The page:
In nautical parlance, a reef is a rock, sandbar, or other feature beneath the surface of the water, shallow enough to be a hazard to ships. See also shoal. Many reefs result from abiotic processes, but the best-known reefs are those of tropical waters developed through biotic processes dominated by corals and algae.

Biotic Reef Types

There are a number of biotic reef types, including oyster reefs, but the most massive and widely distributed are coral reefs, limited to tropical waters. Although corals are major contributors to the framework and bulk material comprising a coral reef, the organisms most responsible for reef growth against the constant assault from ocean waves are calcarous algae.

Coral Reefs

These reefs take various forms described as apron reefs, fringing reefs, patch reefs, ribbon reefs, table reefs, barrier reefs, and atolls.

  • Apron reef — short reef resembling a fringing reef, but more sloped; extending out and downward from a point or peninsular shore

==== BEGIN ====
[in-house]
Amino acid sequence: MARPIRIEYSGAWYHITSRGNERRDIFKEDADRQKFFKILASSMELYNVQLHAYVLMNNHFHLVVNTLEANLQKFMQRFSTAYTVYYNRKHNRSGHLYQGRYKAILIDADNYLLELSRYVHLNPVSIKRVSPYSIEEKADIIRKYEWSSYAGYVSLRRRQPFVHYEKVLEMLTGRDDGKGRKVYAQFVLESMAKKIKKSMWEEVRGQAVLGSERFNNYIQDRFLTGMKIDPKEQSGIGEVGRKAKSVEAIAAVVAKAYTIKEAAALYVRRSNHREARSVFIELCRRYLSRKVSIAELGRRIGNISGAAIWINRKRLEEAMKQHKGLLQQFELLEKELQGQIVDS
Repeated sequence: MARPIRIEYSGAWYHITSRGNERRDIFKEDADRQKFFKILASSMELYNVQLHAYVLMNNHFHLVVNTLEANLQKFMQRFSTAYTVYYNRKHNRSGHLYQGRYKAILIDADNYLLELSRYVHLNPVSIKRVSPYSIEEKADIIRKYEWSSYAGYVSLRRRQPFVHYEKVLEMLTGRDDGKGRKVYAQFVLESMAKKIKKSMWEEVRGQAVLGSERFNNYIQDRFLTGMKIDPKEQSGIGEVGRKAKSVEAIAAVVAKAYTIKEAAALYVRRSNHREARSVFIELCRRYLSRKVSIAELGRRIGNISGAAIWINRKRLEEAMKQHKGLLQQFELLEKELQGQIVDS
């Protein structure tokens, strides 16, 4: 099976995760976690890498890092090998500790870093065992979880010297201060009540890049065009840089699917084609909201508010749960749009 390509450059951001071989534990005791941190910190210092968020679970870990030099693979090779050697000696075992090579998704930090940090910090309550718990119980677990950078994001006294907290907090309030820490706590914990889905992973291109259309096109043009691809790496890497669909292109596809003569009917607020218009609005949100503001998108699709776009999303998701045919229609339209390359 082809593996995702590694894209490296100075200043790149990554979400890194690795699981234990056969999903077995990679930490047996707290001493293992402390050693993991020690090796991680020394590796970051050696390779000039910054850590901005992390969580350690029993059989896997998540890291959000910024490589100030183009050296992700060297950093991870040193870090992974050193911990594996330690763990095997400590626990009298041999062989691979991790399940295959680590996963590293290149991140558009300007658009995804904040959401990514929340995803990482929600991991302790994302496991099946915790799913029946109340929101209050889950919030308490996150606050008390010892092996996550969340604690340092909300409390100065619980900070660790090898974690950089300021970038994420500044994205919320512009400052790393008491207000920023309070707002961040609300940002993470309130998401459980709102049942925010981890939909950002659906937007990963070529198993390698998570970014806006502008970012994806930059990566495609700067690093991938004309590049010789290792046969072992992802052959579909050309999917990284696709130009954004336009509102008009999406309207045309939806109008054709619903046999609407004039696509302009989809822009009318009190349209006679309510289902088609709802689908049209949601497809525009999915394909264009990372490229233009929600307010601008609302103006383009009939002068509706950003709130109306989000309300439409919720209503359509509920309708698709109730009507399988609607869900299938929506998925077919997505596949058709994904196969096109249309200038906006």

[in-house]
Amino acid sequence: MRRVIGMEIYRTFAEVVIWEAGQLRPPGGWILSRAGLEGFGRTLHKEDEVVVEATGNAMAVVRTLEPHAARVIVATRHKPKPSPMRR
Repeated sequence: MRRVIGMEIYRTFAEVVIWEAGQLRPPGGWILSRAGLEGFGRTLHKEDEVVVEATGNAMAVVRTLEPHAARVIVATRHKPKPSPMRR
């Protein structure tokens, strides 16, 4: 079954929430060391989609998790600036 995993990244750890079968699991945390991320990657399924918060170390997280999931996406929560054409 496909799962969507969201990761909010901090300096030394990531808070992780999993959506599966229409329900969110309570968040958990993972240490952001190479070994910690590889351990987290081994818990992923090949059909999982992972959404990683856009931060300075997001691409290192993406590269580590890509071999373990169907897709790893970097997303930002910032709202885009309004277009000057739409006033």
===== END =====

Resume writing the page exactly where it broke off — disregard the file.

• Fringing reef — reef extending directly out from a shoreline, and more or less following the trend of the shore.
  • Barrier reef — reef separated from a mainland or island shore by a lagoon
  • Patch reef — an isolated, often circular reef, usually within a lagoon or embayment
  • Ribbon reef — long, narrow, somewhat winding reef, usually associated with an atoll lagoon.
  • Table reef — isolated reef, approaching an atoll type, but without a lagoon
  • Atoll reef — a more or less circular or continuous barrier reef surrounding a lagoon without a central island; see atoll